What Top Leadership Wants From Their HR Department

I frequently mentor young to mid-career HR professionals, most of whom invariably ask me how they can advance their career to the highest levels. As with most subjects lacking mathematic or scientific definitiveness, this question could have a myriad of responses depending on who responds.  However, in my opinion, the best way to advance your HR career is to exceed the expectations of the decision makers within your organization.  Here’s how to achieve this:

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Survive HR Podcast S1 E1
  1. Earn their trust and establish credibility by understanding and solving business problems.  The number one criticism of otherwise competent HR professionals is their lack of business acumen.  So how do you go about getting business acumen, particularly if you didn’t major in business while in college?  One of the best ways is to spend time with well-regarded subject matter experts (SMEs) within your organization.  Ask questions about their areas: Finance, Operations, Marketing, Logistics/Supply Chain, Sales, Customer Service, etc… Take notes, so you can remember and so you can perhaps ask other relevant questions to other of the SMEs you will meet with.  Always ask what their biggest issues are, including those of an HR nature.  By doing this, you will not only increase your business acumen but will establish deeper relations with those you meet with.  Similarly, most of the SMEs will appreciate the fact that you have taken the initiative to meet with them and learn more about the organization’s operation.  It will give you a really good insight into what is working well, what is not and perhaps insight into things HR can do to resolve the matter. 
  • Help your organization identify and grow its capabilities.  A one-size approach does not fit all.  Each organization has its own culture, strengths, and opportunities. It is very important to understand the strategic objectives of your organization and then look for ways to align the HR strategy with those strategic objectives.  However, please understand that often the strategic objectives will not be worded in terms of HR related matters.  You, the HR professional must look at the organizational objectives and think about how HR programs and initiatives could assist in the overall achievement of organizational objectives.  For example, in my last company, only 50% of projects and new product introductions were completed on time, costing the organization millions of dollars each year.  HR investigated and determined there was no standard methodology for managing projects.  A training program was implemented to train everyone involved in project management to use the same project management process and methodology. After everyone had been trained, the project completion rate improved to 90%, thereby saving millions of dollars.  Clearly, HR added value and helped the organization grow its capabilities.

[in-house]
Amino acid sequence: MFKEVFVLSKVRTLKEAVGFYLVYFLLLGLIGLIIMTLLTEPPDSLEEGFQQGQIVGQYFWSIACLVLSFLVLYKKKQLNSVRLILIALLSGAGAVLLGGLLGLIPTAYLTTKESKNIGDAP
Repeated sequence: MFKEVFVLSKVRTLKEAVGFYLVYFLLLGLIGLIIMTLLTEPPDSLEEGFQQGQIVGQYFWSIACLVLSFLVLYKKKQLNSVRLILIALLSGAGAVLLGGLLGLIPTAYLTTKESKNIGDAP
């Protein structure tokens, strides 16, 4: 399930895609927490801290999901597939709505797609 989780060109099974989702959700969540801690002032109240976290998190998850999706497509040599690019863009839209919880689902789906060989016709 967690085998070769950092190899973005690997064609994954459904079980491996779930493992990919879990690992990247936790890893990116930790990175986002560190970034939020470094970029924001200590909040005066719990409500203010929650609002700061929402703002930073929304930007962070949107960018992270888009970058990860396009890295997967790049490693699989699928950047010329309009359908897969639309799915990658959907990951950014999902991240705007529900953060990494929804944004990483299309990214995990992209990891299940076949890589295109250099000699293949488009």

• Be an innovator by thinking ahead of issues. This is the most difficult thing for most HR professionals to do.  Most of us tend to get bogged down in the day to day operation and numerous “fires” that have to be addressed, leaving very little time to be innovative.  However, this really an excuse for many.  Most of my innovative thinking comes when I am cutting my grass or out on a bike ride.  However, all you need is uninterrupted quiet time to engage in this type of thought.  I use this time to try and connect dots.  Dots for me are issues at work, articles or experiences related to other related matters that I’ve read about, heard in HR presentations or podcast and networking/best practice sharing with other HR professionals.  Many times the solution or innovation is not specifically part of any one of these, but a combination of, or twist of several.  For example, several years ago my company anticipated a “brain drain” due to a flood of retirements, which were to occur over the coming years.  As I thought about this problem, I realized retirement was a difficult thing to do “cold turkey”.  I also understood that the retirement plan was based upon the 5 highest earning years out of the last ten worked, along with total years of service.  Therefore, I wrote a policy called “Part-Time to Retirement” allowing employees to ease into retirement as a part-time employee for up to 5 years.  This allowed them to transition into retirement while maintaining their highest 5 years of compensation and actually increasing their retirement dollars due to the increase in service years.  It also lowered the cost of employment to the company and allowed it to hire a new full-time employee who could then have a transfer of knowledge from the part-time to retired, seasoned employee.  This was innovative thinking that resolved a potential future problem and assured the organization of a relatively seamless transfer of knowledge from one generation of employee to the next.

One thing that should be obvious, but I will say it anyway, is that you as the HR professional must be doing all of the fundamental HR work well and accurately before most organizations will consider promoting you.  However, if you can perform your day-to-day tasks with excellence and do those things noted above you will be valued and eventually be recognized as someone worthy of a higher level of responsibility. You can do it.